They attempted to talk to her, but she didn’t talk back.  She just watched them.

Noticing the girl was dressed in clothes that seemed a bit dated, they grew increasingly uneasy about the situation.  After several attempts of trying to communicate it became clear there was something not right, here, and they fled the area in a very quick way, convinced they had just been in the presence of the ghost of the little girl said to haunt “Ghost Road”.

That’s basically what we know about the Cushman Cemetery on Ghost Road in Springfield, Maine.

There have been accounts of people hearing a little girl crying, and hearing their names called out by unseen people, but you can basically get the gist of why folks find this cemetery to be so haunted.

If you’d like to visit the Cushman Cemetery we ask that you do so with respect.  Be curious, but be respectful, first. A haunted cemetery is not a paranormal playground.  It’s sacred ground where people are buried, and we ask that you keep that in mind above all else.

The Ghost Road is located on Route 6 in Springfield and the cemetery itself is set off the side of the road. Not entirely obvious, but if you look, you can find it.

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Sarah Ware and the Haunting of Silver Lake

Introduction Over 100 years ago a murder took place here that was so brutal its victim has never been able to rest.  Today we tell you the story of Sarah Ware and the haunting on the shores of Silver Lake.

The Story On the night September 17, 1898 Sarah Ware was making her way home by foot through the fields and streets of the tiny town of Bucksport when tragedy struck and she was never seen alive again. 2 weeks later she was found in an open field. She had been so beaten and brutalized her head fell off her body when it was picked up to be put into a wagon to be transported into town.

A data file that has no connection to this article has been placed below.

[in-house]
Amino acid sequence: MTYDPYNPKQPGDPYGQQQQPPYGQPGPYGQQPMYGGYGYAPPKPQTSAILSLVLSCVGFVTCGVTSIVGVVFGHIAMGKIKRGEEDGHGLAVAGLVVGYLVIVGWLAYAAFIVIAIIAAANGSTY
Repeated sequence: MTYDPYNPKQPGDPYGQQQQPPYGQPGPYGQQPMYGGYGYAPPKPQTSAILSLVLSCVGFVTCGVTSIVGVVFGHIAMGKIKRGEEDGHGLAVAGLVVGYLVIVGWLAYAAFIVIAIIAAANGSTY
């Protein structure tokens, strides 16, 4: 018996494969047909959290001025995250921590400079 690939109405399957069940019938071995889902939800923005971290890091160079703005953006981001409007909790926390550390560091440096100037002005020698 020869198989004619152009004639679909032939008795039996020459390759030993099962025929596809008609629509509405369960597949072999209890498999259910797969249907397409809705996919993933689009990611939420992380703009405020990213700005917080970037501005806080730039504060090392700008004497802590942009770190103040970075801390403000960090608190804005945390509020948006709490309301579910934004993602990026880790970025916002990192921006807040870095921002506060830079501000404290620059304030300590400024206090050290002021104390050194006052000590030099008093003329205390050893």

Although there were suspicions that one of the local men in town was a prime candidate for Sarah’s murder, the case against him took so much time to bring to trial that key evidence was lost and witnesses recanted their stories against him.  The case against him was dropped and Sarah’s murder was never solved.

Who was Sarah Ware? Sarah was a 59 year old divorcee in 1898, a time when failed marriages were blamed entirely on the wife. She had grown children who had married and moved away, an ex-husband and his extended family – all who still lived in the same town as her, and no family support structure to help her through the hard times of being a single, financially destitute, woman with no established means to support herself.

Life was very hard for a single woman with limited means. Sarah depended on her neighbors in a tiny town where everyone knew each other, during a time when being associated with someone who was divorced wasn’t exactly great for their social reputation.